Lois Dodd is arguably the most admired painter within the state of Maine. Although she was born in New Jersey and has spent most of her life in New York, she represents the fundamental ethics of Maine painting: common sense, intelligence, freedom from unnecessary decoration, work-honed skill, and humility.

Dodd’s exhibition at the Ogunquit Museum of American Art, “Drawings and Paintings,” is an excellent reminder of how work dedicated to these qualities, even from the 1950s, can remain ever-fresh and light.

Dodd studied at Cooper Union from 1945-48. Then, in 1952, she co-founded the historic Tanager Gallery, which, along with Brata Gallery, were the first artist-run cooperatives in the New York gallery scene. These two important 10th Street spaces changed things, and many more followed. At the moment, we’re witnessing a revolution that includes the internet and a shift toward the artist as entrepreneur. Some of it is without precedent, but much it we’ve seen before.

It is easy enough to see through her work (particularly these images of cows, chickens, humble houses and quickly-sketched models) that Dodd never got caught up in the ephemeral vicissitudes of the art world. In fact, Dodd’s work always appeared for what it was. This makes it particularly easy to look at but potentially tricky to discuss. Writers tend to use terms like “literal” and “simple” to describe it, but it is hardly simple, and it’s certainly not about the literal observation of life.

Well, sort of.

Take Dodd’s drawing of two cows, in which the cow on the left is facing away from the viewer/artist. Undoubtedly, this is the source for her 1958 painting “Yellow Cow.” Dodd’s drawings have a light touch and a flowing, organic sense of line. They feel accurate, but with their open forms (i.e., unclosed shapes) and lack of fuss, they were clearly never meant to be seen as anything more than sketches. “Yellow Cow,” however, is a painting. It seeks – and readily achieves – a sense of completeness. But here, too, the marks are spare, loose and economical. The shapes are flat with almost no modulation. The lines at the edges of the forms are sometimes visible and sometimes painted-over. Underpainting is visible throughout. The ground to either side of the cow is ochre or lemon yellow, sandwiching the buttery form of the cow. There is green grass, but only within a shape contained by the cow. The lemon yellow form stands as a vertical bar pressed up against the frame. Moreover, the cow is turned away so we don’t see its head. The only splash of literalism comes as an affront to realism: the four teats, not in the drawing, splay like the cartoonish fingers on an inflated surgical glove.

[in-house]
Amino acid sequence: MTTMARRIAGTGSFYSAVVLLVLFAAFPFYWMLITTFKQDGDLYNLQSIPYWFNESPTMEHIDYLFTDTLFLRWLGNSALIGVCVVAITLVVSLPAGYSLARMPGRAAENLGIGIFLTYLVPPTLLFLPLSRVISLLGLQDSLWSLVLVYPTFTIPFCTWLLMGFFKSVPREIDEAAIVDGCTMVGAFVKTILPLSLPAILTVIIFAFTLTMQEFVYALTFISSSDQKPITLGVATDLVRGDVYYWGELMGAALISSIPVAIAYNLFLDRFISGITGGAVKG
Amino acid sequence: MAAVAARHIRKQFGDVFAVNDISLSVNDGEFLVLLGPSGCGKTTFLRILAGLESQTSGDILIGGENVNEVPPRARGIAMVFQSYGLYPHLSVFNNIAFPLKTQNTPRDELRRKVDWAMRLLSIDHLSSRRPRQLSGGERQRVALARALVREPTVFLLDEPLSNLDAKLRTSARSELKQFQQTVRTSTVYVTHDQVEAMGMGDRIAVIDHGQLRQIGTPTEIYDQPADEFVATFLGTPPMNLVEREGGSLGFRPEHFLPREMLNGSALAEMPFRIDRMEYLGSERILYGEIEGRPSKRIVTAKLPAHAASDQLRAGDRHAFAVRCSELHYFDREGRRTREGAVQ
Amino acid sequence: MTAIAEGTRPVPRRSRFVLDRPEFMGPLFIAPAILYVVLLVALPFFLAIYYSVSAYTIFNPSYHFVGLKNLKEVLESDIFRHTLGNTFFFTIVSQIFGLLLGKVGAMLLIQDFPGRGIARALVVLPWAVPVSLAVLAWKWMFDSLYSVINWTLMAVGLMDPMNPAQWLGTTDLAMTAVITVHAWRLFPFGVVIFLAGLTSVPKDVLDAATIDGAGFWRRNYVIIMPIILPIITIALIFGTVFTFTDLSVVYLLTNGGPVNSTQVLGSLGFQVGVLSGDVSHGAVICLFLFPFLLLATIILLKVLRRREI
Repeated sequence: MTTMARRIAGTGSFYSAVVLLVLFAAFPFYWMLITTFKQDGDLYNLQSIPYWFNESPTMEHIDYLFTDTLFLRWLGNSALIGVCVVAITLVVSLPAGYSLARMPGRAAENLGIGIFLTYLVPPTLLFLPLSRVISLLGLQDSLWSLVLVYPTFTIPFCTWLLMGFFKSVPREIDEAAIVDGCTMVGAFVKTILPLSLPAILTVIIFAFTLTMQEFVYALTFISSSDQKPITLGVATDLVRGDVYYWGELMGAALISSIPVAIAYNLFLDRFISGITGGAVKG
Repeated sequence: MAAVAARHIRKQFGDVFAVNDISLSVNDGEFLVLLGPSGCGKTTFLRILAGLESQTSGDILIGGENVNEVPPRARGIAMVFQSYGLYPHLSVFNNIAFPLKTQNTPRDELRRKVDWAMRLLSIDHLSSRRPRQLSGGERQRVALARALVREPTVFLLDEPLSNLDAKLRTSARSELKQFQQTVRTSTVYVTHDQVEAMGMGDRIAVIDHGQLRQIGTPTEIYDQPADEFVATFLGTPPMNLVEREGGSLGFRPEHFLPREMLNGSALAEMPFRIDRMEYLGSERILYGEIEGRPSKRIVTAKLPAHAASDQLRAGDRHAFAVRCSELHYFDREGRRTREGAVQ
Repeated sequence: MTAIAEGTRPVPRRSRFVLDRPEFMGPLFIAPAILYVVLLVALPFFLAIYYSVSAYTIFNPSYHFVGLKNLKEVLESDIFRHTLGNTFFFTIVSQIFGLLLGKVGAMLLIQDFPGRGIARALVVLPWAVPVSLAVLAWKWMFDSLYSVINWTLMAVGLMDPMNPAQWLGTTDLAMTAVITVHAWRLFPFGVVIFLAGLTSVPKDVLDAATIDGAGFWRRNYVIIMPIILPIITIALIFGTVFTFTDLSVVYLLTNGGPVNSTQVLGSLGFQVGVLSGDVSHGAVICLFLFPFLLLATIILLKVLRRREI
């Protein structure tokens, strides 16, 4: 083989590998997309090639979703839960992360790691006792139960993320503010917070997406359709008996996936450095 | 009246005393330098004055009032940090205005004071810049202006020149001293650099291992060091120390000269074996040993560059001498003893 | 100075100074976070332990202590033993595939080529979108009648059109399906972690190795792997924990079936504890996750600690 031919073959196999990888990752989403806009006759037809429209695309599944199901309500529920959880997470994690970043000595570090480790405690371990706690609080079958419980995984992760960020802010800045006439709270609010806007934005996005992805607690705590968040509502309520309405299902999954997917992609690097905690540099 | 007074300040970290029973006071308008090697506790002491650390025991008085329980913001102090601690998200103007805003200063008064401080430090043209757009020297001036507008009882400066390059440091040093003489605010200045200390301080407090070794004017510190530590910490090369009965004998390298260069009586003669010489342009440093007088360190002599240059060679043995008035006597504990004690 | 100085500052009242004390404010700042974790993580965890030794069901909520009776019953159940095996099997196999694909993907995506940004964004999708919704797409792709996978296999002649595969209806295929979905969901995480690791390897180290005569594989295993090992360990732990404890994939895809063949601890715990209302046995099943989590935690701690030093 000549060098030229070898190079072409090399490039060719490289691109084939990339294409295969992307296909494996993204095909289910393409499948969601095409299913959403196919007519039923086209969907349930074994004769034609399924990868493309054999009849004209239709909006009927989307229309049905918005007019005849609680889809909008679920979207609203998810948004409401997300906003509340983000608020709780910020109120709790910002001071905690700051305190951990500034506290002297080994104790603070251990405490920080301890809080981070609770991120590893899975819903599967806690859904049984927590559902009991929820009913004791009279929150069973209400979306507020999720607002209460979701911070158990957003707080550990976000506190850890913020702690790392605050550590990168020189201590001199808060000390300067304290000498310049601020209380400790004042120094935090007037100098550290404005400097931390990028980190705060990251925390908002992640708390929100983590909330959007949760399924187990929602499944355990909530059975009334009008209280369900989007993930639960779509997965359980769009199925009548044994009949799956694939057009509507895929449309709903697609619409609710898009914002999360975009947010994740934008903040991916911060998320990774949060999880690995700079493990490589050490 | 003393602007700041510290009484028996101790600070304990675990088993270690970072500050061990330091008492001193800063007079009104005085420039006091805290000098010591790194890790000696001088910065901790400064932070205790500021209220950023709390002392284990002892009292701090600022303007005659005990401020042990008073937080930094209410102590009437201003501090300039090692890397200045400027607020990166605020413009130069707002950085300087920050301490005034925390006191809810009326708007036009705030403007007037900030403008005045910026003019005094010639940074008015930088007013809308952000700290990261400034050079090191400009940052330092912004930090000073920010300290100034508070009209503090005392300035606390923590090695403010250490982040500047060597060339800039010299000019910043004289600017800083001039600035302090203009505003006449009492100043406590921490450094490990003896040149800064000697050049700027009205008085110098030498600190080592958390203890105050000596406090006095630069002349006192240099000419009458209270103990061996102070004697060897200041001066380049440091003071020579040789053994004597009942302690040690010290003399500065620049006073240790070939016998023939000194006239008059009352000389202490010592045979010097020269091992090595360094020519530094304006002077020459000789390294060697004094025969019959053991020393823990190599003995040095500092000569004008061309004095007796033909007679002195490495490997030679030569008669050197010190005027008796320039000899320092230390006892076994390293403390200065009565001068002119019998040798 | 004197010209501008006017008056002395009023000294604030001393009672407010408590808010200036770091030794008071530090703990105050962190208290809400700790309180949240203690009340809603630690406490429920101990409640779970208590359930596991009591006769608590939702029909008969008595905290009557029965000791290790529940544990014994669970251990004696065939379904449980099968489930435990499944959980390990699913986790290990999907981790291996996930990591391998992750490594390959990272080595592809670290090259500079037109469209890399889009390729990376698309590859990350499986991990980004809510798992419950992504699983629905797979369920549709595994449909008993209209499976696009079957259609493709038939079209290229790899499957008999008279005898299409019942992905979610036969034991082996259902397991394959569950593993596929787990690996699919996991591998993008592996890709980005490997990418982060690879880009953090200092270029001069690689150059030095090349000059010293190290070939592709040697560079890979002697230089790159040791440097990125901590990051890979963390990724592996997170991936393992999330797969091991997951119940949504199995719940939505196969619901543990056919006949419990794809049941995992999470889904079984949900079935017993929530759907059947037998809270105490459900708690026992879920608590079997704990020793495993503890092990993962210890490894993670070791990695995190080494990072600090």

In other words, what might appear initially to the viewer as simplified is, in the hands of a great artist, sometimes anything but. Economy is only part of it. Dodd finds the proper form and fits it in the dual system – which is both legible cow and formally focused painting. Finding, placing and rendering these pieces are acts of visual intelligence. This kind of austerity is not the easy way out. It is an achievement requiring brains and skill.

“Chickens,” 1957-1958, oil on linen, 42 x 54 inches Courtesy of Ogunquit Museum of American Art